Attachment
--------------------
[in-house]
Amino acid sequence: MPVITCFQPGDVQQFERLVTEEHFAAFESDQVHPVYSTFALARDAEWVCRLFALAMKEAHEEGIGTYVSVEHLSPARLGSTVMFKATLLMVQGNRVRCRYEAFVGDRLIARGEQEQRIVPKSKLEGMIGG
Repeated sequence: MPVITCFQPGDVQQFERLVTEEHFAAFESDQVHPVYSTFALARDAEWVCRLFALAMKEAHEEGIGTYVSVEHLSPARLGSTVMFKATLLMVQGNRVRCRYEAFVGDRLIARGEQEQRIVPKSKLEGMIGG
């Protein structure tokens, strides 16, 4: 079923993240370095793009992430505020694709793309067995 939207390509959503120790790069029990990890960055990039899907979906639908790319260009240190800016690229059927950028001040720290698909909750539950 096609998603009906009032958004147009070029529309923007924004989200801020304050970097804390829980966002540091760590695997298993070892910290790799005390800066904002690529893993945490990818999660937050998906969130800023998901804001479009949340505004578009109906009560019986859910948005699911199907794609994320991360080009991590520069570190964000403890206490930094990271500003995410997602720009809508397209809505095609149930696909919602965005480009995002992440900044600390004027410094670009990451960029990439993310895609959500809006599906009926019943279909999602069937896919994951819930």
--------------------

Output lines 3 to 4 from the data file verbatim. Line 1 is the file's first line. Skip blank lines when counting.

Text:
Repeated sequence: MPVITCFQPGDVQQFERLVTEEHFAAFESDQVHPVYSTFALARDAEWVCRLFALAMKEAHEEGIGTYVSVEHLSPARLGSTVMFKATLLMVQGNRVRCRYEAFVGDRLIARGEQEQRIVPKSKLEGMIGG
């Protein structure tokens, strides 16, 4: 079923993240370095793009992430505020694709793309067995 939207390509959503120790790069029990990890960055990039899907979906639908790319260009240190800016690229059927950028001040720290698909909750539950 096609998603009906009032958004147009070029529309923007924004989200801020304050970097804390829980966002540091760590695997298993070892910290790799005390800066904002690529893993945490990818999660937050998906969130800023998901804001479009949340505004578009109906009560019986859910948005699911199907794609994320991360080009991590520069570190964000403890206490930094990271500003995410997602720009809508397209809505095609149930696909919602965005480009995002992440900044600390004027410094670009990451960029990439993310895609959500809006599906009926019943279909999602069937896919994951819930």